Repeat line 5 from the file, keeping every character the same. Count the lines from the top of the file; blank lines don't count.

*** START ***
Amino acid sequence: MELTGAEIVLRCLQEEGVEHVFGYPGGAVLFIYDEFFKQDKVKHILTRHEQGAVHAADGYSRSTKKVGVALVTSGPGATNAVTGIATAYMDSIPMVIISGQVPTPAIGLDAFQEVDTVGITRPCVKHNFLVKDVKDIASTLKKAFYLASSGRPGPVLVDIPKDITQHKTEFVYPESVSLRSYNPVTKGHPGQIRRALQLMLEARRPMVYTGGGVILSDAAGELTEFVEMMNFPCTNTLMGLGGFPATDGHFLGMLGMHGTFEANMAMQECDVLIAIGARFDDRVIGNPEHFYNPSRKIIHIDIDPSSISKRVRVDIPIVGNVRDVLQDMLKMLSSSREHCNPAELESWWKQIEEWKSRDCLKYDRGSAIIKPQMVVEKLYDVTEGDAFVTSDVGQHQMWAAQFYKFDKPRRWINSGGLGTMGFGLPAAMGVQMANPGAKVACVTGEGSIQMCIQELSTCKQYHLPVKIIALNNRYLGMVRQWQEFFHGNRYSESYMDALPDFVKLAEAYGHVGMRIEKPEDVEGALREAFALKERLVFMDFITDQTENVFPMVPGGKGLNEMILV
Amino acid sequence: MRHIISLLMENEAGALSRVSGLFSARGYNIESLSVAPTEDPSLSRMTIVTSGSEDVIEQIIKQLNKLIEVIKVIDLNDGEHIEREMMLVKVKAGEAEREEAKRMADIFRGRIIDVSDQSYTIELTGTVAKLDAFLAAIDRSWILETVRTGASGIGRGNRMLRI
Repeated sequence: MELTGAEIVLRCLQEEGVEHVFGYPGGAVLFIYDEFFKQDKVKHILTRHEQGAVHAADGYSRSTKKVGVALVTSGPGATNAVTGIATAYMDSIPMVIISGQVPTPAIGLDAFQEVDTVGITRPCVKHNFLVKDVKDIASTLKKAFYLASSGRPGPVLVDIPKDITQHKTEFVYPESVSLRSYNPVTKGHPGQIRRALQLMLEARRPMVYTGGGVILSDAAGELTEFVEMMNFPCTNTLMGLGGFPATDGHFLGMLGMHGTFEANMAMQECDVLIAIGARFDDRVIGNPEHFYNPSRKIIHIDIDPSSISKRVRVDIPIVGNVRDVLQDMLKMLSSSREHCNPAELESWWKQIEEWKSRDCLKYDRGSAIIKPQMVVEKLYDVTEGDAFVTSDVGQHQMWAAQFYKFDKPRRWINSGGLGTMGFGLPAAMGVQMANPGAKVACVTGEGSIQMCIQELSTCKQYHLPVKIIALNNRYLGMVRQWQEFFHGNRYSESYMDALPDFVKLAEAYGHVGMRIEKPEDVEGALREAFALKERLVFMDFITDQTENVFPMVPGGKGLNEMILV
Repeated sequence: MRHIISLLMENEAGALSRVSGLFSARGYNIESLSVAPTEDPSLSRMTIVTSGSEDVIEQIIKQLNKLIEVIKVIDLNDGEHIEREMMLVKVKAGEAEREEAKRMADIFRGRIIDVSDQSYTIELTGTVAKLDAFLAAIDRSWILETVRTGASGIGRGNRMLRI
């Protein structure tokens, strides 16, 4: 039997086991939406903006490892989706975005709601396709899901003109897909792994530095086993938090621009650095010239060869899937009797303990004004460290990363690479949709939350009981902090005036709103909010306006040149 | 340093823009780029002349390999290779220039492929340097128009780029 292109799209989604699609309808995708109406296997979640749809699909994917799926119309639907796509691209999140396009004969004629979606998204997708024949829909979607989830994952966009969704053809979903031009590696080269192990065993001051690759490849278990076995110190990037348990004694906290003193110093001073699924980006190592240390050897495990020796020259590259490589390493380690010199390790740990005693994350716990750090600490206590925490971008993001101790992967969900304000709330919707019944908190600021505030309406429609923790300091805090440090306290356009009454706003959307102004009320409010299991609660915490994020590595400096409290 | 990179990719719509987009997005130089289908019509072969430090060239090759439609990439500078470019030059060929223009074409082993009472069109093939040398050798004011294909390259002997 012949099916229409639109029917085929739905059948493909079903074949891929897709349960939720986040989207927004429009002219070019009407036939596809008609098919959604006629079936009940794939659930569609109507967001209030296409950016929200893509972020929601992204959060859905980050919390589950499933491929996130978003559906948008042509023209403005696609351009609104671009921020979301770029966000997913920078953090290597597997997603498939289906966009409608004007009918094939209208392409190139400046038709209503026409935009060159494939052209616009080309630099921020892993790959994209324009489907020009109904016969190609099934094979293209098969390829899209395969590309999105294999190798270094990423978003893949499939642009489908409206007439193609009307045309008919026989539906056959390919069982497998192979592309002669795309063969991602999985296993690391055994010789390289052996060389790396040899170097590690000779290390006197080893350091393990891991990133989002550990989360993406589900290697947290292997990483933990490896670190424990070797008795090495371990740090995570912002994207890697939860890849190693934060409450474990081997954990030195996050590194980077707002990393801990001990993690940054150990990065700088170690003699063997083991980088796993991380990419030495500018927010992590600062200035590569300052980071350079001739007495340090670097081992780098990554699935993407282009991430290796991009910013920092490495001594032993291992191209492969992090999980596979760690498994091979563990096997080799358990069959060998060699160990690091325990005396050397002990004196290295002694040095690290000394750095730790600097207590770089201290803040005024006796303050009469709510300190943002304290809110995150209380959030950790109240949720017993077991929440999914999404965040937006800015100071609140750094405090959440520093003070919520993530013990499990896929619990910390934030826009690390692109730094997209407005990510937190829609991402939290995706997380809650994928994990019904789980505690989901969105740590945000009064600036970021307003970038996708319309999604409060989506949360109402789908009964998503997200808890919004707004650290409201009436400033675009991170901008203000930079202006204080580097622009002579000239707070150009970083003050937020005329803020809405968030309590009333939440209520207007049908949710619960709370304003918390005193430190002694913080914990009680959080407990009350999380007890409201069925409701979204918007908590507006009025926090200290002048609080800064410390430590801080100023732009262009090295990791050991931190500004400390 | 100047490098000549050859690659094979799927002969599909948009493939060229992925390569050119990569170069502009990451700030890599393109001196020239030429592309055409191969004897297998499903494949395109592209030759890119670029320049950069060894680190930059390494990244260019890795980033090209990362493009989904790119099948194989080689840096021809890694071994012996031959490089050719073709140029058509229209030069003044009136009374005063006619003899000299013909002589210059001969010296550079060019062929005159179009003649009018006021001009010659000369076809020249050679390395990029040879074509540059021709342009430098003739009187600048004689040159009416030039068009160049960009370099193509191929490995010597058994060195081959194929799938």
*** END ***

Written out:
């Protein structure tokens, strides 16, 4: 039997086991939406903006490892989706975005709601396709899901003109897909792994530095086993938090621009650095010239060869899937009797303990004004460290990363690479949709939350009981902090005036709103909010306006040149 | 340093823009780029002349390999290779220039492929340097128009780029 292109799209989604699609309808995708109406296997979640749809699909994917799926119309639907796509691209999140396009004969004629979606998204997708024949829909979607989830994952966009969704053809979903031009590696080269192990065993001051690759490849278990076995110190990037348990004694906290003193110093001073699924980006190592240390050897495990020796020259590259490589390493380690010199390790740990005693994350716990750090600490206590925490971008993001101790992967969900304000709330919707019944908190600021505030309406429609923790300091805090440090306290356009009454706003959307102004009320409010299991609660915490994020590595400096409290 | 990179990719719509987009997005130089289908019509072969430090060239090759439609990439500078470019030059060929223009074409082993009472069109093939040398050798004011294909390259002997 012949099916229409639109029917085929739905059948493909079903074949891929897709349960939720986040989207927004429009002219070019009407036939596809008609098919959604006629079936009940794939659930569609109507967001209030296409950016929200893509972020929601992204959060859905980050919390589950499933491929996130978003559906948008042509023209403005696609351009609104671009921020979301770029966000997913920078953090290597597997997603498939289906966009409608004007009918094939209208392409190139400046038709209503026409935009060159494939052209616009080309630099921020892993790959994209324009489907020009109904016969190609099934094979293209098969390829899209395969590309999105294999190798270094990423978003893949499939642009489908409206007439193609009307045309008919026989539906056959390919069982497998192979592309002669795309063969991602999985296993690391055994010789390289052996060389790396040899170097590690000779290390006197080893350091393990891991990133989002550990989360993406589900290697947290292997990483933990490896670190424990070797008795090495371990740090995570912002994207890697939860890849190693934060409450474990081997954990030195996050590194980077707002990393801990001990993690940054150990990065700088170690003699063997083991980088796993991380990419030495500018927010992590600062200035590569300052980071350079001739007495340090670097081992780098990554699935993407282009991430290796991009910013920092490495001594032993291992191209492969992090999980596979760690498994091979563990096997080799358990069959060998060699160990690091325990005396050397002990004196290295002694040095690290000394750095730790600097207590770089201290803040005024006796303050009469709510300190943002304290809110995150209380959030950790109240949720017993077991929440999914999404965040937006800015100071609140750094405090959440520093003070919520993530013990499990896929619990910390934030826009690390692109730094997209407005990510937190829609991402939290995706997380809650994928994990019904789980505690989901969105740590945000009064600036970021307003970038996708319309999604409060989506949360109402789908009964998503997200808890919004707004650290409201009436400033675009991170901008203000930079202006204080580097622009002579000239707070150009970083003050937020005329803020809405968030309590009333939440209520207007049908949710619960709370304003918390005193430190002694913080914990009680959080407990009350999380007890409201069925409701979204918007908590507006009025926090200290002048609080800064410390430590801080100023732009262009090295990791050991931190500004400390 | 100047490098000549050859690659094979799927002969599909948009493939060229992925390569050119990569170069502009990451700030890599393109001196020239030429592309055409191969004897297998499903494949395109592209030759890119670029320049950069060894680190930059390494990244260019890795980033090209990362493009989904790119099948194989080689840096021809890694071994012996031959490089050719073709140029058509229209030069003044009136009374005063006619003899000299013909002589210059001969010296550079060019062929005159179009003649009018006021001009010659000369076809020249050679390395990029040879074509540059021709342009430098003739009187600048004689040159009416030039068009160049960009370099193509191929490995010597058994060195081959194929799938």